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BC Car-Free:

Exploring Southwestern

British Columbia

Without a Car

by Brian Grover

  The entire 340 page outdoor guidebook BC Car-Free: Exploring Southwestern British Columbia Without a Car is now posted online for the benefit of all. For less than the price of a tank of gas, BC Car-Free will introduce you to the finest in outdoor recreation that coastal British Columbia has to offer. All excursions begin in Vancouver, British Columbia and can be undertaken without a car, using existing public transportation infrastructure. Topics include hiking, kayaking, backpacking, cycle touring, whale watching, horseback riding, birding, river rafting, canoeing and cave exploring. To begin exploring, look no further than the Table of Contents on your left.
 

Just the Facts...

  • 340 pages
  • 94 separate trips
  • 52 maps
  • 130 photos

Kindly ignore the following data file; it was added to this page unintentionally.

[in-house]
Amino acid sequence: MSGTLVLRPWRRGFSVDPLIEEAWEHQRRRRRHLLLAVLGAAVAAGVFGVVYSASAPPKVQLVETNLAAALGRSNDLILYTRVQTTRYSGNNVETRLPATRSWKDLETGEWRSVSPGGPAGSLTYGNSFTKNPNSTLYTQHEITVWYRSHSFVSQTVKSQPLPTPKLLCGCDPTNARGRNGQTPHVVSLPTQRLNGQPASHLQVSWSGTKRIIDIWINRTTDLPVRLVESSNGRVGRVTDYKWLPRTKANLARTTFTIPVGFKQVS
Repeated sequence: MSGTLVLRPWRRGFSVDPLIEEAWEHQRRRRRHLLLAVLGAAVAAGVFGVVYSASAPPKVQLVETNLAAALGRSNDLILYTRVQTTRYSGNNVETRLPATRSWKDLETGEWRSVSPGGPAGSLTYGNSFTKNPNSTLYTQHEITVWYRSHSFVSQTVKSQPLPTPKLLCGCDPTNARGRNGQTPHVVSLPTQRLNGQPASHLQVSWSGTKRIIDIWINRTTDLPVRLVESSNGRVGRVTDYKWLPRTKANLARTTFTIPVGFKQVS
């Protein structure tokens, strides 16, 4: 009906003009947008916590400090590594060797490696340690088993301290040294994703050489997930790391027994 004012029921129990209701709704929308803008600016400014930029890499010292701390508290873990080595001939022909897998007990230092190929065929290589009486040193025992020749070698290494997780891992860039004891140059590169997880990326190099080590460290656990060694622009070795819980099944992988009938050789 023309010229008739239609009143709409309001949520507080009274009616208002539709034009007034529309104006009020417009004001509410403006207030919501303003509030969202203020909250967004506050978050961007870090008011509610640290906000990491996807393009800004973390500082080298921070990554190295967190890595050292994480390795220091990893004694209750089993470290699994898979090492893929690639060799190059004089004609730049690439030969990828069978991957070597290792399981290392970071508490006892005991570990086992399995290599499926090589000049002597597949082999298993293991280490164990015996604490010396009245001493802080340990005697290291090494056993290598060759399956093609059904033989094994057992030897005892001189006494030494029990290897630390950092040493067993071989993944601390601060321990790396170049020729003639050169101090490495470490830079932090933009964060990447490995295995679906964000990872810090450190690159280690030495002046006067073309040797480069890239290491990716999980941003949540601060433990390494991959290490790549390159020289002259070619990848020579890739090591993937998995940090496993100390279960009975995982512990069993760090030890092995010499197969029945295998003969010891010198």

• 25 sidebar illustrations
 

12 activities including...

  • Hiking - 41 Trips
  • Backpacking - 10 Trips
  • Ocean Kayaking - 13 Trips
  • Cycle Touring - 10 Trips
  • River Rafting - 3 Rivers
  • Horseback Riding - 1 Location
  • Cave Exploring - 3 Caves
  • Canoeing - 1 Trip
  • Whale Watching - 3 Locations
  • Birding - 5 Species
  • Salmon Watching - 3 Locations
  • Getaways - 3 Trips

Warm weather causes toxic plankton to bloom all over the coast of British Columbia whether a month has an "R" in it or not. If you are not absolutely sure that the shellfish you are about to eat is safe then don’t eat it. Bivalve molluscs like oysters, clams and mussels are all susceptible to red tide. Butter clams are the very worst, retaining toxins for long periods of time. Cooking does not alter the toxicity of these filter feeders in any way.

If you are going to an area where shellfish harvesting might be possible then make it a habit to call the federal government’s online Red Tide advisory. As with so many  government services this one too is needlessly confusing. Where appropriate, I have included Fisheries Management Area numbers with each trip description. Armed with that information, navigating the Fisheries and Oceans Canada's online list of Bivalve Shellfish Contamination Closures is much simpler. On the same site there's a slow-loading map detailing closures as well.

The End

Notable Quotes

Grover's 340-page book is a wealth of information for the weekend warrior and outdoor enthusiast alike....

-- Scott Birke; Sea to Sky VOICE